Transforming lives: Evidence of Mezirow's perspective transformation in substance abusers undergoing family-of-origin therapy

Gerald Mathis Rich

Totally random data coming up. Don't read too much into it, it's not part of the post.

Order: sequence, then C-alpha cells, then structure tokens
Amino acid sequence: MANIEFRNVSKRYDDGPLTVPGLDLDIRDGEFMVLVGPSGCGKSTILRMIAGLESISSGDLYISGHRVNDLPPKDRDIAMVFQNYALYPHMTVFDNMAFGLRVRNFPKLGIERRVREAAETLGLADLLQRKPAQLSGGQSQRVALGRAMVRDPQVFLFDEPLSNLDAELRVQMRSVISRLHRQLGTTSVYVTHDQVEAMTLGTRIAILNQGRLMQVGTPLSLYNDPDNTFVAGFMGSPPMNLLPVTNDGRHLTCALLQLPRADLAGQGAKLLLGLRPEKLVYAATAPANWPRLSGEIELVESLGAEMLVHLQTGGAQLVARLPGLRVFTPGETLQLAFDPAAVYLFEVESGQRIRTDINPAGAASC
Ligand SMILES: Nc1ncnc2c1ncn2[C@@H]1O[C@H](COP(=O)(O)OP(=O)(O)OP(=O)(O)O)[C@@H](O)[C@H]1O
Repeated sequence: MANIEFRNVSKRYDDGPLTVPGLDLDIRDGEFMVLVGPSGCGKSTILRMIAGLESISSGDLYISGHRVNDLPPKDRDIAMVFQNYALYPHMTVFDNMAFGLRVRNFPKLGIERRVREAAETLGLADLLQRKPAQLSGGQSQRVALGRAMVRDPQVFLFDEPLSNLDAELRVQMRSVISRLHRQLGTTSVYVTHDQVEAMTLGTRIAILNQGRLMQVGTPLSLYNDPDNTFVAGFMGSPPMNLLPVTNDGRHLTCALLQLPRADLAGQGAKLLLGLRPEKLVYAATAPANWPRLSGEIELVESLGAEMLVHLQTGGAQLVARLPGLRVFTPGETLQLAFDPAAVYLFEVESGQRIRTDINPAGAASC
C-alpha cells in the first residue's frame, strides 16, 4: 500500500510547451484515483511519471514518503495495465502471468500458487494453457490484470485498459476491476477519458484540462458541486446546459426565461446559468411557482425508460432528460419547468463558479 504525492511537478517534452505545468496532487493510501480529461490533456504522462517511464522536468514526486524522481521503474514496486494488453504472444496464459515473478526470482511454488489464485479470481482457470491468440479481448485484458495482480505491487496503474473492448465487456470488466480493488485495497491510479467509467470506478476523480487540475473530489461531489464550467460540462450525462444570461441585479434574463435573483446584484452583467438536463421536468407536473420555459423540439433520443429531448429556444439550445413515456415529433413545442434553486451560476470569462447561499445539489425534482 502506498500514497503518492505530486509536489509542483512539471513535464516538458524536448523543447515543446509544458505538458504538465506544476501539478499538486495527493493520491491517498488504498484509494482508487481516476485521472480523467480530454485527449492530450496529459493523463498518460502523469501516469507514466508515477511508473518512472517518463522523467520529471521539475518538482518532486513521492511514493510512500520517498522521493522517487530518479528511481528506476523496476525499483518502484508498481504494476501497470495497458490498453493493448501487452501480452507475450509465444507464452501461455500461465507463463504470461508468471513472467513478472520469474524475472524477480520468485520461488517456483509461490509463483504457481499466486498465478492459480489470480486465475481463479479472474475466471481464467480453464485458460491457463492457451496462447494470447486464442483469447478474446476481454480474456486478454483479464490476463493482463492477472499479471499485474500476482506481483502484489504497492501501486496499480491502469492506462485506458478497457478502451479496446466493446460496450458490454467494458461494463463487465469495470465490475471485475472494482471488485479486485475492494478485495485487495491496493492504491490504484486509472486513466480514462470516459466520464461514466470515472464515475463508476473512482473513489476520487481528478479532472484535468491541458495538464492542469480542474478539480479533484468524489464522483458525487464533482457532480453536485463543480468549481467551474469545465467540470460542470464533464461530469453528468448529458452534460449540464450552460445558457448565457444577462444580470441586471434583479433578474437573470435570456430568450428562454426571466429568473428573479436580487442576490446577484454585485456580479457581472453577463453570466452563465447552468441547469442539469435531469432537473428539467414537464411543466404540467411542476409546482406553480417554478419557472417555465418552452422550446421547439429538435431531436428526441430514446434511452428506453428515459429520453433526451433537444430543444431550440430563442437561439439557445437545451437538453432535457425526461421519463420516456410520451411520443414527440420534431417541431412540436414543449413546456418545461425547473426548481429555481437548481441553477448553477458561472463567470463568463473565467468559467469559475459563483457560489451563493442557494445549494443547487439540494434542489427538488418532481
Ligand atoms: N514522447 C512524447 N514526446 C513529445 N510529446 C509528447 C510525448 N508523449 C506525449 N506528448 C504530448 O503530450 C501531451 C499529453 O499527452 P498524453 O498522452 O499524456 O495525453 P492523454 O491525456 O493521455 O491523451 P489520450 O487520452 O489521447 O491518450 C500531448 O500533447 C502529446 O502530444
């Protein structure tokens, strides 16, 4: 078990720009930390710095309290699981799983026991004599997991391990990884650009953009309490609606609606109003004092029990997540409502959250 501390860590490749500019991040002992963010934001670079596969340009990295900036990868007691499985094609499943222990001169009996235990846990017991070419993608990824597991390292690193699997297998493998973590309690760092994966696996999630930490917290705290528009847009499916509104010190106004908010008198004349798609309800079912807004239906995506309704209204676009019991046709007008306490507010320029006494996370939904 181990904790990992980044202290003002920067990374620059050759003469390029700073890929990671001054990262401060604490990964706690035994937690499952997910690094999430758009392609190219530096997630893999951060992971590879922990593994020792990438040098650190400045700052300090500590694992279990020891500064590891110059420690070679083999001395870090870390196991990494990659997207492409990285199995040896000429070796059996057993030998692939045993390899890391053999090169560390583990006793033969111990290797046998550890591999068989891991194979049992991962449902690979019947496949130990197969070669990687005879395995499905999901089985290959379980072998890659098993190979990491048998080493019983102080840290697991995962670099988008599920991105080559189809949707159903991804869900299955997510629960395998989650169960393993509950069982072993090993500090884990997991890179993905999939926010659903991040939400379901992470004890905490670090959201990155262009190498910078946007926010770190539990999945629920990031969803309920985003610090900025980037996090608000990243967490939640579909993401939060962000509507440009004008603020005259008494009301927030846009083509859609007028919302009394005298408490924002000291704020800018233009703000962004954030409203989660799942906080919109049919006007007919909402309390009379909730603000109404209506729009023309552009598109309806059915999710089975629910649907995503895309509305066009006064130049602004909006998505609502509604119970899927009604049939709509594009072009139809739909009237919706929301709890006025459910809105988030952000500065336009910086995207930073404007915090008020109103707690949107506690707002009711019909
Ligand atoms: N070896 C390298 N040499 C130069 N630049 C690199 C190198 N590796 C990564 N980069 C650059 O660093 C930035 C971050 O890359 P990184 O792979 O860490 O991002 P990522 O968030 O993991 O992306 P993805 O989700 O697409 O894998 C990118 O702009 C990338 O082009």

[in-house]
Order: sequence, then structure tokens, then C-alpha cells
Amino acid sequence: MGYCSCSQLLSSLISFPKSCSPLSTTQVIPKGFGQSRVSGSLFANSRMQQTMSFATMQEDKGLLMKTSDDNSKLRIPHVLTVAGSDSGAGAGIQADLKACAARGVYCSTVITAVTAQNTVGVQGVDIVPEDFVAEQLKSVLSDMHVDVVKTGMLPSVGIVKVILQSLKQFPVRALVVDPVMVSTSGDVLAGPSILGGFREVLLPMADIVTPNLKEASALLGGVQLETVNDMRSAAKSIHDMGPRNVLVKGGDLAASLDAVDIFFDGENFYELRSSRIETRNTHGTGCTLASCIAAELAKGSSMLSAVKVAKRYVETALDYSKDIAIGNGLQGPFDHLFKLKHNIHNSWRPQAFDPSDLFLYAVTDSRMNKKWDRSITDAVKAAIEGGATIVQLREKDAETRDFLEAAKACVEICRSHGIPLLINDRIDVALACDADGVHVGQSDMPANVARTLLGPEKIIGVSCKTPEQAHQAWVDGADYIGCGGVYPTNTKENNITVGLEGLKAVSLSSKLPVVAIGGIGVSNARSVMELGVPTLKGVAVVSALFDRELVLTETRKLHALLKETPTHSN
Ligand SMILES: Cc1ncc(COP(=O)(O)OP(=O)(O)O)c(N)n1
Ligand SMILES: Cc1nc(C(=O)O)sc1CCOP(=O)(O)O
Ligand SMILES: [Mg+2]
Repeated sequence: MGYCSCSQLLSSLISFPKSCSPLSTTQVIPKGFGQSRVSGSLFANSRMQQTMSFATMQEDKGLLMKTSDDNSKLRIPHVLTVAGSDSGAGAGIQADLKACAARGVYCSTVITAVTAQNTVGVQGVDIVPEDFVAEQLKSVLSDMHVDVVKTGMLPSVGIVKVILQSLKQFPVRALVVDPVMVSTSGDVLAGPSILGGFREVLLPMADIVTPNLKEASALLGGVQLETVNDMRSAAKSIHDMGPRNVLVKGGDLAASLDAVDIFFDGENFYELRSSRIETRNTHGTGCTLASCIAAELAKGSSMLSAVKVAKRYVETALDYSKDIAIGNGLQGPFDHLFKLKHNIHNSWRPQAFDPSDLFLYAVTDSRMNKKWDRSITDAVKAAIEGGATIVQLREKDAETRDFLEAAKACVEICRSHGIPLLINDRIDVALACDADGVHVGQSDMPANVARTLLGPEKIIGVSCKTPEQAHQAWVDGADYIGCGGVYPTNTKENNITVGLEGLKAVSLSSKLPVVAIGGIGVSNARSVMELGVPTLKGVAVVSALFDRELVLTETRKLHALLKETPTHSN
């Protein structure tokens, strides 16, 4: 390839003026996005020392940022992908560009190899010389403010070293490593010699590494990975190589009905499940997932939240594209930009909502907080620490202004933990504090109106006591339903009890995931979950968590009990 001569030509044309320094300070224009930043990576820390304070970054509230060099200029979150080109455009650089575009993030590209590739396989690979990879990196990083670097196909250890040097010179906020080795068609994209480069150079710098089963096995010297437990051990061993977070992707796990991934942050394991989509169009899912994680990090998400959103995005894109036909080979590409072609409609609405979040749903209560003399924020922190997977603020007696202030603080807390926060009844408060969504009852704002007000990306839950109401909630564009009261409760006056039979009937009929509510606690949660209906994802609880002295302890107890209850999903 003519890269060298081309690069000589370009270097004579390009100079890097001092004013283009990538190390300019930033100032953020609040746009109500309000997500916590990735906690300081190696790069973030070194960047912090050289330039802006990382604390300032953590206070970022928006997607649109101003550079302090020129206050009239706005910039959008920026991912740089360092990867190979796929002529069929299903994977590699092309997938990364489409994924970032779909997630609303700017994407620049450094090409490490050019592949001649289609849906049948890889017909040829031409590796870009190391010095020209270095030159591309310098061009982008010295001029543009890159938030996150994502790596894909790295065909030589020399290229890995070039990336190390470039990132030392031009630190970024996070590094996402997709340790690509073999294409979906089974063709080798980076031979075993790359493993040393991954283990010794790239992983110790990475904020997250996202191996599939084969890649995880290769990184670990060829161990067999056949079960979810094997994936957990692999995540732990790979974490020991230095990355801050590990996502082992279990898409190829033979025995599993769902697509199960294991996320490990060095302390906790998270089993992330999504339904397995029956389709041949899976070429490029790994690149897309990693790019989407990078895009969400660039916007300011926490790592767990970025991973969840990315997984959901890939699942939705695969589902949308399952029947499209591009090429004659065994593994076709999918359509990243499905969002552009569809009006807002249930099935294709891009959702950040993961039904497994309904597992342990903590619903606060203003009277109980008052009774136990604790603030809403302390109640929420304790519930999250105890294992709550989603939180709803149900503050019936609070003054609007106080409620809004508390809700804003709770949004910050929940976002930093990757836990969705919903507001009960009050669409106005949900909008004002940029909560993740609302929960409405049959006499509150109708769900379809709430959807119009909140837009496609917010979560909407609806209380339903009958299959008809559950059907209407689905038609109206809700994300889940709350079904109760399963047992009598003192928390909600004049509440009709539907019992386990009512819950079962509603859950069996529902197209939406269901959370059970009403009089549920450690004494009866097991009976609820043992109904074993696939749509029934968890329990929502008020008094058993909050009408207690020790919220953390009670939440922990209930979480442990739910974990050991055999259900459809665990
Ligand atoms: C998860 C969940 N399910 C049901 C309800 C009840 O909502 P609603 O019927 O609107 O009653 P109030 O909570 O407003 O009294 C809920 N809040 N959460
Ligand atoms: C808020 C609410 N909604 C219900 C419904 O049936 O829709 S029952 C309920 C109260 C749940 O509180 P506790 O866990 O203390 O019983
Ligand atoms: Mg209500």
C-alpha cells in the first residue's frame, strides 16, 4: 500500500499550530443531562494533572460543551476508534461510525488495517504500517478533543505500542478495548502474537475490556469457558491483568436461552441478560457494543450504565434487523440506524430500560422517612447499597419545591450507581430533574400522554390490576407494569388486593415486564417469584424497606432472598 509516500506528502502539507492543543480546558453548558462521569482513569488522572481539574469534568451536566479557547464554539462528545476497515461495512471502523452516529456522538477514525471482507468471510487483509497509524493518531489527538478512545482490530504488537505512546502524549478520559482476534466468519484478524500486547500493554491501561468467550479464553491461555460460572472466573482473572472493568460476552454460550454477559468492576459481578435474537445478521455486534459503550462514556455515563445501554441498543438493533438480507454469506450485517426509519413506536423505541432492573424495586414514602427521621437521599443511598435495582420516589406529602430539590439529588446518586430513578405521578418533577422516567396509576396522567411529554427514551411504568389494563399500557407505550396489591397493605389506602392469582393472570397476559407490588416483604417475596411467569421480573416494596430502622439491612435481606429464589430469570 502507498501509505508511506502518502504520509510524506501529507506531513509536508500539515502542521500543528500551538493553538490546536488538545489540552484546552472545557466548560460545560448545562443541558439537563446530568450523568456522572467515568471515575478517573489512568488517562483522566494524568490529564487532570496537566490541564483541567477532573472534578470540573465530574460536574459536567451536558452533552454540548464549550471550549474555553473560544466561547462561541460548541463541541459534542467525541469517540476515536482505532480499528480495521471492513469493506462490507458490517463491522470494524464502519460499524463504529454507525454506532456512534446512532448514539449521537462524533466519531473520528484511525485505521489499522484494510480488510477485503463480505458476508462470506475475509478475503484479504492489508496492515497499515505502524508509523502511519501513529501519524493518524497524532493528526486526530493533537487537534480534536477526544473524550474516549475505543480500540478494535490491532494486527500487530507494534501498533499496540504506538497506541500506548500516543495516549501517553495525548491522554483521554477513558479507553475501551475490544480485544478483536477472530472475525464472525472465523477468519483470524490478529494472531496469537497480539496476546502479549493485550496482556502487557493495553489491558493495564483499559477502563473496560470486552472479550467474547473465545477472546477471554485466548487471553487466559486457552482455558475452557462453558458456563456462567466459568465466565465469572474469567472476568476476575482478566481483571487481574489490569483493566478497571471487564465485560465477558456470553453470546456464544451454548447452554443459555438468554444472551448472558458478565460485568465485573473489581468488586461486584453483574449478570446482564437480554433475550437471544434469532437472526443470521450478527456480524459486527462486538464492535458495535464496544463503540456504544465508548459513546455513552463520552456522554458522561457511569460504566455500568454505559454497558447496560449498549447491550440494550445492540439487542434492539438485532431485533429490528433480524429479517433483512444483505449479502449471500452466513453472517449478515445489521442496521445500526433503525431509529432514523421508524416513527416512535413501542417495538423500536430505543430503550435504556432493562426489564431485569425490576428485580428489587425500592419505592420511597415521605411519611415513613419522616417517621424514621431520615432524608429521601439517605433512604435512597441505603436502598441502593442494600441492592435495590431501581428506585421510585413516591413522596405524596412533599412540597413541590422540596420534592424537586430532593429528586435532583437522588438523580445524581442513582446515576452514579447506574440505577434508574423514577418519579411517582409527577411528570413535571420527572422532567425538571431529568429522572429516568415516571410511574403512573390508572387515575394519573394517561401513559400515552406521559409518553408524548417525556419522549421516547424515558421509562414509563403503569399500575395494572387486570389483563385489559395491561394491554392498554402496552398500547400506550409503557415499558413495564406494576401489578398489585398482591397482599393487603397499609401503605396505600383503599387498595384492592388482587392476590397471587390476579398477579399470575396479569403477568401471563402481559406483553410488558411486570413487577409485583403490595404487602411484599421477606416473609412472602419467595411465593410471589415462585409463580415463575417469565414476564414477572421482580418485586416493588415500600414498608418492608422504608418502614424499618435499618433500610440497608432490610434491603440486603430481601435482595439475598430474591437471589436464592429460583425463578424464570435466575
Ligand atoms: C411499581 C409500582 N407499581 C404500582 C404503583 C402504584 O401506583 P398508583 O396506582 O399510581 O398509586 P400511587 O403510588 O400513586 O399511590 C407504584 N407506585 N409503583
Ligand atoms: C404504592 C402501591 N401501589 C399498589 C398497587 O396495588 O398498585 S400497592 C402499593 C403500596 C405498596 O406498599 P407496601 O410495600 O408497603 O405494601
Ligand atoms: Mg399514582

Substance abuse remains a high priority in the United States despite state-of-the-art inpatient treatment programs, the proliferation of outpatient programs, and innumerable self-help recovery groups. Moreover, the societal costs of substance abuse continue to increase as evidenced by the growing burden to the legal system, the rise in prison populations, and increasing cost of health care. The researcher sought a better understanding of family-of-origin therapy as a treatment modality for substance abuse. More particularly, this therapy was believed to be a form of self-directed learning capable of yielding changes in the substance abuser's personal identity and relationships that were necessary to a sustained recovery. Those changes were believed to be characteristic of a change in personal outlook consistent with Mezirow's theory of perspective transformation. The Personal Orientation Inventory (POI) was used to assess the degree of change in a treatment group receiving therapy. All subjects were tested at the beginning of the study and at the conclusion of therapy, approximately 6 months later. In this manner, the researcher sought descriptive evidence in support of family-of-origin therapy and perspective transformation. Three subjects participated in a treatment regimen of approximately six months. All three presented with varying degrees of what Mezirow called disorienting dilemmas (i.e. potential and/or actual conflict with existing belief systems, attitudes, behavior, etc.). The youngest two subjects had experienced little hardship that was attributable to their substance abuse. These two participants evidenced little change. The most change was evidenced by the eldest subject whose quality of life had been substantially impacted by substance abuse. This individual utilized family-of-origin therapy to redefine his personal identity as well as his relationships with family members; he was the only subject who abstained from drugs and alcohol during the study. The study concluded that perspective transformation has a positive relationship with the degree of the disorienting dilemma: in other words, the greater the dilemma, the greater the transformation.